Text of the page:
race in Likud] would initiate an election atmosphere,” a source close to
Netanyahu admitted. “He didn't think it would start a domino
When someone posted a false news story about Lapid condemning
Feiglin on Lapid’s Facebook wall Thursday, Lapid responded by mocking the story
and asking rhetorically why he should care about Feiglin. The correct answer,
which no one wrote back, is that were it not for Feiglin there wouldn’t have
been a race in Likud, election fever would not have begun, and Lapid would still
be a journalist today rather than a politician.
The second fateful step
Netanyahu took was enabling the Knesset Law Committee to put the so-called Lapid
Bill on its agenda. The bill requiring a cooling-off period for journalists was
proposed in June 2010 and had been blocked by the fierce opposition of committee
chairman David Rotem (Israel Beiteinu), who prevented it from coming to a
Channel 2 Knesset correspondent Amit Segal reported exclusively on
December 28 that Netanyahu, via his chief of staff Natan Eshel, persuaded
Lieberman to instruct Rotem to bring the bill to a vote, which they believed
One of the reasons Rotem had kept the bill from advancing was
that Lieberman wanted Lapid in politics because he thought splitting the Center-Left could enable Israel Beiteinu to become the second-largest party after
Likud. According to the report, Eshel convinced Lieberman that Lapid would enter
politics regardless of the bill and that Kadima had fallen so far in the polls
that Israel Beiteinu was guaranteed to be the secondlargest party even if Lapid
remained a journalist.
Netanyahu wanted to advance the bill to force
Lapid to already enter politics now and quit Channel 2, where he was
broadcasting reports, like that protests in Beit Shemesh, that caused problems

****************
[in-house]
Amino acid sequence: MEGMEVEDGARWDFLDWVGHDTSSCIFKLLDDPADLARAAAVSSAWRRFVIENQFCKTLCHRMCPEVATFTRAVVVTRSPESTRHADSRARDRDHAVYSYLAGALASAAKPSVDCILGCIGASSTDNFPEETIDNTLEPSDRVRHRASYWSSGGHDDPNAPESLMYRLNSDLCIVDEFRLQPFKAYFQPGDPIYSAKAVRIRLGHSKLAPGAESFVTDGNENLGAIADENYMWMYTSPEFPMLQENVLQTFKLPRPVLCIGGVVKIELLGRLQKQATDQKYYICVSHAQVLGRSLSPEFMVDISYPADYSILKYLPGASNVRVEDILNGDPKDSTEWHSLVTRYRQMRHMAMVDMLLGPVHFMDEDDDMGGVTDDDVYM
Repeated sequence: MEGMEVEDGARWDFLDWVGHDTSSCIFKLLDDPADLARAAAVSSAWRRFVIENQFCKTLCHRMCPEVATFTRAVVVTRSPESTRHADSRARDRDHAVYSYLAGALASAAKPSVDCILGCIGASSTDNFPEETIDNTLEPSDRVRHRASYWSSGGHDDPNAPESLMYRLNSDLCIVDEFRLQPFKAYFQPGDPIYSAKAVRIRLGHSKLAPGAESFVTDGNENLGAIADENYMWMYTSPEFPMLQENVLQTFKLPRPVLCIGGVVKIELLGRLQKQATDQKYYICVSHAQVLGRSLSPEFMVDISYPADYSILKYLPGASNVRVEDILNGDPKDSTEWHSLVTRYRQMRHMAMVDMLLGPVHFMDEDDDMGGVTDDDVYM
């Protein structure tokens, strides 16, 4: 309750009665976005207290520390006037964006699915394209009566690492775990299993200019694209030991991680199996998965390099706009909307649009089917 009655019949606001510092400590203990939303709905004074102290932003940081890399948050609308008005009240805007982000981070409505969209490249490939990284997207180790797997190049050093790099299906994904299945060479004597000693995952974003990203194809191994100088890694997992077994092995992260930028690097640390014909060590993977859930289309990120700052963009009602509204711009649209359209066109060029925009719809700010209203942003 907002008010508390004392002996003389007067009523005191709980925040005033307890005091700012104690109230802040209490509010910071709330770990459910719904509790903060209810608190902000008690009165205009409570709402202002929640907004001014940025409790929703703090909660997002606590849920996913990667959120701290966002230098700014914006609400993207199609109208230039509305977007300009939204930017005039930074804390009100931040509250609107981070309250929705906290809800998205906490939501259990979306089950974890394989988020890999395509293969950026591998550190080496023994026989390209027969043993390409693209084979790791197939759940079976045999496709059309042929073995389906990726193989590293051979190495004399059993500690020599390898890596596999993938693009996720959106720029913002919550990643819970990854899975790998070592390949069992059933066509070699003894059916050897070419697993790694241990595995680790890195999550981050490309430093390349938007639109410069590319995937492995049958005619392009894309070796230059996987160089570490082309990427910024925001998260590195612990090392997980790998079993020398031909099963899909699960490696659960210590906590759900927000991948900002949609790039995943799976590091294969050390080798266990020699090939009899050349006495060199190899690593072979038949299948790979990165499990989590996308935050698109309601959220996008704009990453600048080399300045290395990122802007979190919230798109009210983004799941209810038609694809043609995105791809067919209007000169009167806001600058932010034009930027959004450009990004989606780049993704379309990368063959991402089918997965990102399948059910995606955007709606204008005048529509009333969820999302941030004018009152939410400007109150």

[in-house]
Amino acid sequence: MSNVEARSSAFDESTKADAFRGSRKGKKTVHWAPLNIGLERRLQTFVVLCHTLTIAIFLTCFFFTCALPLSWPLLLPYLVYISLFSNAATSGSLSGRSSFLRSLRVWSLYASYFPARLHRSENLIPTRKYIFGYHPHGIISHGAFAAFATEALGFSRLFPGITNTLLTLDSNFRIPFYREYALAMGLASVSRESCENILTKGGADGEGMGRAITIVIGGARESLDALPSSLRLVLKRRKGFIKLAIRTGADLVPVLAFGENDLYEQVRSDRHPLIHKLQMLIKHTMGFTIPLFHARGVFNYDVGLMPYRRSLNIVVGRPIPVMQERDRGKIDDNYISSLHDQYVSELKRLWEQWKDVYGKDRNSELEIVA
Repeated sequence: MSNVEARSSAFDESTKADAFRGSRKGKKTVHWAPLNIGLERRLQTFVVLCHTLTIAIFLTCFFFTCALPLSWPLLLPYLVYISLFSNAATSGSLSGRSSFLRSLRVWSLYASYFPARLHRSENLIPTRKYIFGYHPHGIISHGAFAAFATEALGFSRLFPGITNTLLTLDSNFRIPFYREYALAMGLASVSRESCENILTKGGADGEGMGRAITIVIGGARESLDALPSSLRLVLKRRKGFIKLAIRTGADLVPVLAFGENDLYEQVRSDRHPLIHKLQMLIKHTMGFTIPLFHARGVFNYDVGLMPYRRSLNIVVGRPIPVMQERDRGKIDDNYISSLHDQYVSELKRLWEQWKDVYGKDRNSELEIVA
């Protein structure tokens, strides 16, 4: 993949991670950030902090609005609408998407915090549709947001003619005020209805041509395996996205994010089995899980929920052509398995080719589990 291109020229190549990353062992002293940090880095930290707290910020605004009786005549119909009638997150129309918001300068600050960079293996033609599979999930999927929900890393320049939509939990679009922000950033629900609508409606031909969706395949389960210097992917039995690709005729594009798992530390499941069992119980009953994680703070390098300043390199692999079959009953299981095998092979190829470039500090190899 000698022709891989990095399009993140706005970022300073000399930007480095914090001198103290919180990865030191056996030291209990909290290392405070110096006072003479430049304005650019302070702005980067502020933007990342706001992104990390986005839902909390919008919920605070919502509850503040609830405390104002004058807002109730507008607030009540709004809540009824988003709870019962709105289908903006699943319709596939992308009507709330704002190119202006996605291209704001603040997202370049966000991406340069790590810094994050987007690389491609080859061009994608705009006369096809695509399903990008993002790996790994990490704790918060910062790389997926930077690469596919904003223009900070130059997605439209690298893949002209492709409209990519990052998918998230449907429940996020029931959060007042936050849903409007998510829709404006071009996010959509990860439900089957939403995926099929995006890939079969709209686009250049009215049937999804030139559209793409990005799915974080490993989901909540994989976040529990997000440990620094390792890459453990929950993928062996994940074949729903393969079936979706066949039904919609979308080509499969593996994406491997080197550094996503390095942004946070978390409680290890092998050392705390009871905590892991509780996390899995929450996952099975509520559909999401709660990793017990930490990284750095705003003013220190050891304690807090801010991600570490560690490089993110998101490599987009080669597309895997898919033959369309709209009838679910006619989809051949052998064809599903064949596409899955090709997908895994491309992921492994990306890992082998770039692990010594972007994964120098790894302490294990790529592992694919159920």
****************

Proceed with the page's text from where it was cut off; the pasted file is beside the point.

for Netanyahu. Lapid’s premature entry into politics also helps Netanyahu
Lapid’s support will be given time to erode. And barring the
unlikely scenario of Lapid, Labor leader Shelly Yacimovich, or whoever wins the
Kadima race swallowing their pride and merging two of the parties ahead of the
next election, votes on the Center-Left will be split in three, leaving no party
large enough to give the Likud a fight.
But again, Netanyahu apparently
did not take into account that the buzz caused by Lapid entering politics would
intensify the election fever that he had already caused by advancing the Likud
race. Yacimovich had to respond to Lapid taking attention away from her party by
bringing out new recruits Schalit and Israel Police Insp.-Gen. (res.) Moshe
Lieberman invited a Channel 2 crew to follow him campaigning in
Druse villages on Tuesday. Shas chairman Eli Yishai even left the morning prayer
service at the home of party mentor Rabbi Ovadia Yosef on Thursday in order to
interview with Israel Radio, something he never would have done if election
season hadn’t begun.
Despite the pre-election atmosphere, as long as
Netanyahu keeps his coalition partners satisfied, he can still prevent an
election from taking place in 2012. The most likely scenario is still that the
election will be initiated near the end of the year and take place in spring
2013, as The Jerusalem Post
predicted in its “Crystal Ball for 2012
” two weeks
But Lieberman’s hearing on corruption charges next week and the
State Comptroller’s report on the Carmel Fire that will be released the week
after have more potential to cause problems for Netanyahu during a pre-election
atmosphere than they would have otherwise.
In a country like this,
sometimes predicting the events of the coming week is just as hard as guessing
what will happen in the year ahead.